2. Second, it frames the problem as something permanent. The second statement is framed to remind her that the situation is temporary—its just a first attempt. The next try could be different.
  3. Third, it frames the problem as something pervasive. Saying she is not good at origami in general is very different than saying one project didn’t turn out.

Even if you don’t think about these distinctions consciously, your subconscious will grab onto the unspoken implications of your words. They will become true for you.

When you review you day and the times automatic responses took over, notice how often these three things–personal, permanent, and pervasive—come up in your internal and external language. Stop and revise those thoughts. As your mental habits shift, so will your confidence and resilience.

Your New Reality

It seems like you’ve struggled in this area forever. The discouragement is so ingrained it feels like a part of your identity. But it doesn’t have to stay that way.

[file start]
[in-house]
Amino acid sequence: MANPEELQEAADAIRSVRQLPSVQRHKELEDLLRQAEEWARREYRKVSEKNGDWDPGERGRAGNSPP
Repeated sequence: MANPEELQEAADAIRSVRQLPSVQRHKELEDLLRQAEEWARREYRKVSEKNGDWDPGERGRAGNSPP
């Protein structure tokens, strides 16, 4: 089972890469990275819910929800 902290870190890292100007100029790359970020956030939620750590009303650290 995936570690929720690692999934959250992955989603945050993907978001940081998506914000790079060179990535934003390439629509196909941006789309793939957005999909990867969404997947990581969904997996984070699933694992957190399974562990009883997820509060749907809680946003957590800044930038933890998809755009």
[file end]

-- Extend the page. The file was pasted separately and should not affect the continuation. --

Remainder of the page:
You have the knowledge to recognize the patterns holding you back.

You notice when that tired old pattern starts up again, and you interrupt it.

You see the emotions and physiological responses that used to overwhelm you for what they are—feelings that will pass. They no longer have the power to dictate your decisions.

You claim your power by carefully choosing language that breathes life and hope into whatever situation life throws at you.

You are strong, confident, and peaceful. You face your fears. You rise to the challenge you just couldn’t bring yourself to tackle.

And you are victorious.

 

You can read more about using stress in positive ways here.

You can learn about working with your breathing to trigger a calming response in your nervous system here.

You can read more about beating procrastination here.